Staying Home to Go to College
Community colleges make the grade for Valley students looking to save a little cash and prepare for their careers — without sacrificing the A-plus education
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Jewel in the crown: The Frank Gehry-designed Fisher Center for the Performing Arts at Bard College
By: Evan Sparling
Bard College President Leon Botstein is the music director of both the American and Jerusalem Symphony Orchestras. So it’s no surprise that the arts rule at Bard, where the stunning 900-seat Fisher Center theater and concert hall continues to provide an ideal venue for performances by both students and internationally recognized artists. English and literature are also very popular majors. But according to Communications Director Mark Primoff, recent years “have seen a broadening of the demographic at Bard,” with an increasing number of students graduating with degrees in the physical and social sciences.
Still, Bard — commonly regarded as one of the top liberal arts schools in the country — retains its status as a liberal bastion of highly intellectual (and sometimes eccentric) students. There are no frats or sororities on campus, and sports don’t play much of a part in the college experience. The 1,700 undergraduates are more likely to be involved in passionate discussions, putting on performances, or going out to hear the latest music.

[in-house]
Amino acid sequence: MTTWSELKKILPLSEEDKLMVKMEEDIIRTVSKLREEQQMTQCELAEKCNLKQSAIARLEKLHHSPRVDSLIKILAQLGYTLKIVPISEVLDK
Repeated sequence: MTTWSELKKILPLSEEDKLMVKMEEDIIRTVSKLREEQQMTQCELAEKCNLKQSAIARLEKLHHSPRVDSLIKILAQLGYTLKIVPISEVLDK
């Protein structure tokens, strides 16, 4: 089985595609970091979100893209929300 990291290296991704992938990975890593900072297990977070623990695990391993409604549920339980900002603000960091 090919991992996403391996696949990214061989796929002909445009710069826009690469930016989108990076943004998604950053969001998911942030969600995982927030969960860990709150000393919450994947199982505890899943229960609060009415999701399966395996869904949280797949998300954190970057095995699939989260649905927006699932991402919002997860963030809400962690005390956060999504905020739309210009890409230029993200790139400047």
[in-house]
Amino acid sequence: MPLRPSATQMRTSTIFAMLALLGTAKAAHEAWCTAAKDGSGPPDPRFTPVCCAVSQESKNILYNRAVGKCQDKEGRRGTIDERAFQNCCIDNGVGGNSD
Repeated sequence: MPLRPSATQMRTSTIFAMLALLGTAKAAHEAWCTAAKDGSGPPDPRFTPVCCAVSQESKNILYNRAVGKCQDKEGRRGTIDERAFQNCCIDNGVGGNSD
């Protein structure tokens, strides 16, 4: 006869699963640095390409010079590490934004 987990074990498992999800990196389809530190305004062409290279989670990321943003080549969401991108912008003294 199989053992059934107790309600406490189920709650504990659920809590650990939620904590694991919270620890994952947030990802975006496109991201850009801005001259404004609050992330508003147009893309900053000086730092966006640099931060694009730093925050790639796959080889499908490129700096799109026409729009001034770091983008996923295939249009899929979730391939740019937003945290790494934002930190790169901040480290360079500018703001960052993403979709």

But Bard does encourage interdisciplinary study through several innovative programs such as the New Orleans Initiative, a student-led project that works with New Orleans communities to design neighborhood-level revitalization models; and the West Point-Bard Exchange, in which students from both institutions attend a seminar class on foreign relations, visit the other campus, and present final research projects to professors from both colleges. And Primoff stresses that even conservatory students are expected to participate in a dual-degree program, so they graduate with one degree in music and another in a chosen discipline “that can be history, or chemistry.” In addition to its traditional academic program, Bard recently added a new program in Kyrgyzstan to its already long list of study-abroad options. And school officials announced the expansion of its “Public High School–Early College” program, through which Bard “adopts” a New York City high school and designs a curriculum that allows graduates to receive both a high school diploma and an associate’s degree in four years. Bard “wants to be a school that has an impact outside its borders,” says Primoff, “and last year we were very busy.”
30 Campus Rd., Annandale-on-Hudson. 845-758-6822; www.bard.edu
Up next: Culinary Institute of America